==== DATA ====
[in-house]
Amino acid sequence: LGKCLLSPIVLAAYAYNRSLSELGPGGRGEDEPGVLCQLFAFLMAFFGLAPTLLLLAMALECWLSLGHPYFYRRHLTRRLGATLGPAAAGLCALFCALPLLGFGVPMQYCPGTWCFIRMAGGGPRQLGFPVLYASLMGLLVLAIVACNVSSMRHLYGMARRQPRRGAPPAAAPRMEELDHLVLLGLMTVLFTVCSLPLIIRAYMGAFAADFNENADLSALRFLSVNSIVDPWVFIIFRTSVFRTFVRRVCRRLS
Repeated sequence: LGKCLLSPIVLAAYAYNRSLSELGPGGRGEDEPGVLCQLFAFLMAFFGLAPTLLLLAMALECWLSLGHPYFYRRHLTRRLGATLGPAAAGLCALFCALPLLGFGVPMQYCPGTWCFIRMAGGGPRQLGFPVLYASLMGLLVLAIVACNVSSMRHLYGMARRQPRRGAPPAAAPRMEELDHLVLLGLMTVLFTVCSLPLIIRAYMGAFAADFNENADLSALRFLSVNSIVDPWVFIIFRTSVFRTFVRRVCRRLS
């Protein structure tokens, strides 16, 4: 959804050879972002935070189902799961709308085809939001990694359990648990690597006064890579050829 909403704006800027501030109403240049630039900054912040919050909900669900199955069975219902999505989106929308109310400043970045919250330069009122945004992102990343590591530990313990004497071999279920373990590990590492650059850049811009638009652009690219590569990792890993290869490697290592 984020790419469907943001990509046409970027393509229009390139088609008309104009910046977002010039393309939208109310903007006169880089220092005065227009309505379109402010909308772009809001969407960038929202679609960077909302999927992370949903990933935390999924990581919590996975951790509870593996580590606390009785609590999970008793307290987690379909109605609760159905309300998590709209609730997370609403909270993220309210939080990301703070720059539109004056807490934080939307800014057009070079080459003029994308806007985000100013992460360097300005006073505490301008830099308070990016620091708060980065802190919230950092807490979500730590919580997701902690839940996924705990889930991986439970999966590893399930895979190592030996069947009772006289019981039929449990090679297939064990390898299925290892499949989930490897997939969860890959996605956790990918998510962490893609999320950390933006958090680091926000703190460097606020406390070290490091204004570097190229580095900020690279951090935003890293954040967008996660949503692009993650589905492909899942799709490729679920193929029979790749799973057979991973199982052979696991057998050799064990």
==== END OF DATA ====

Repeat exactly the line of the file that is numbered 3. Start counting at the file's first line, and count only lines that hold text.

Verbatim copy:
Repeated sequence: LGKCLLSPIVLAAYAYNRSLSELGPGGRGEDEPGVLCQLFAFLMAFFGLAPTLLLLAMALECWLSLGHPYFYRRHLTRRLGATLGPAAAGLCALFCALPLLGFGVPMQYCPGTWCFIRMAGGGPRQLGFPVLYASLMGLLVLAIVACNVSSMRHLYGMARRQPRRGAPPAAAPRMEELDHLVLLGLMTVLFTVCSLPLIIRAYMGAFAADFNENADLSALRFLSVNSIVDPWVFIIFRTSVFRTFVRRVCRRLS